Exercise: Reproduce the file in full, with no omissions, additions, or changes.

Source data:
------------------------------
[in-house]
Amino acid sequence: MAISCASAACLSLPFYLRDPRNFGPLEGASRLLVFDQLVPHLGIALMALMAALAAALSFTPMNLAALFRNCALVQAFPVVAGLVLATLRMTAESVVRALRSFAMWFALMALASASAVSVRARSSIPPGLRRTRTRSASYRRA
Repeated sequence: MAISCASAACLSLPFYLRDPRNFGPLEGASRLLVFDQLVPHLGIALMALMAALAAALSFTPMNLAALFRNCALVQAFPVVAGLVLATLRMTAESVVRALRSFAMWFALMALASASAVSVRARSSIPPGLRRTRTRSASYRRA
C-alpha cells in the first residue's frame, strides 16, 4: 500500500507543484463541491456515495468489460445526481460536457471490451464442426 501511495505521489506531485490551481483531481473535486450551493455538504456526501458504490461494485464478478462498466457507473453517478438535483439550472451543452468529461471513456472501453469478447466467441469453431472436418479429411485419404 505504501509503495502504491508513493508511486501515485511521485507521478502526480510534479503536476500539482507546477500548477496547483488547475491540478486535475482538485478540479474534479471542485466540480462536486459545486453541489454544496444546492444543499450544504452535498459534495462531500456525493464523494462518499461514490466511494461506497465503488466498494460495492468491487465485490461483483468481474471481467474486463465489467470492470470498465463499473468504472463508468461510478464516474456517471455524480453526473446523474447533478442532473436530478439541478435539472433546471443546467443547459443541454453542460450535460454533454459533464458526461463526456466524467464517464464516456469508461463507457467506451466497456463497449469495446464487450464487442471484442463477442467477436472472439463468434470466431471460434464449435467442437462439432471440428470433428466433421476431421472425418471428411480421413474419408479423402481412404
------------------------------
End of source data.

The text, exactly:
[in-house]
Amino acid sequence: MAISCASAACLSLPFYLRDPRNFGPLEGASRLLVFDQLVPHLGIALMALMAALAAALSFTPMNLAALFRNCALVQAFPVVAGLVLATLRMTAESVVRALRSFAMWFALMALASASAVSVRARSSIPPGLRRTRTRSASYRRA
Repeated sequence: MAISCASAACLSLPFYLRDPRNFGPLEGASRLLVFDQLVPHLGIALMALMAALAAALSFTPMNLAALFRNCALVQAFPVVAGLVLATLRMTAESVVRALRSFAMWFALMALASASAVSVRARSSIPPGLRRTRTRSASYRRA
C-alpha cells in the first residue's frame, strides 16, 4: 500500500507543484463541491456515495468489460445526481460536457471490451464442426 501511495505521489506531485490551481483531481473535486450551493455538504456526501458504490461494485464478478462498466457507473453517478438535483439550472451543452468529461471513456472501453469478447466467441469453431472436418479429411485419404 505504501509503495502504491508513493508511486501515485511521485507521478502526480510534479503536476500539482507546477500548477496547483488547475491540478486535475482538485478540479474534479471542485466540480462536486459545486453541489454544496444546492444543499450544504452535498459534495462531500456525493464523494462518499461514490466511494461506497465503488466498494460495492468491487465485490461483483468481474471481467474486463465489467470492470470498465463499473468504472463508468461510478464516474456517471455524480453526473446523474447533478442532473436530478439541478435539472433546471443546467443547459443541454453542460450535460454533454459533464458526461463526456466524467464517464464516456469508461463507457467506451466497456463497449469495446464487450464487442471484442463477442467477436472472439463468434470466431471460434464449435467442437462439432471440428470433428466433421476431421472425418471428411480421413474419408479423402481412404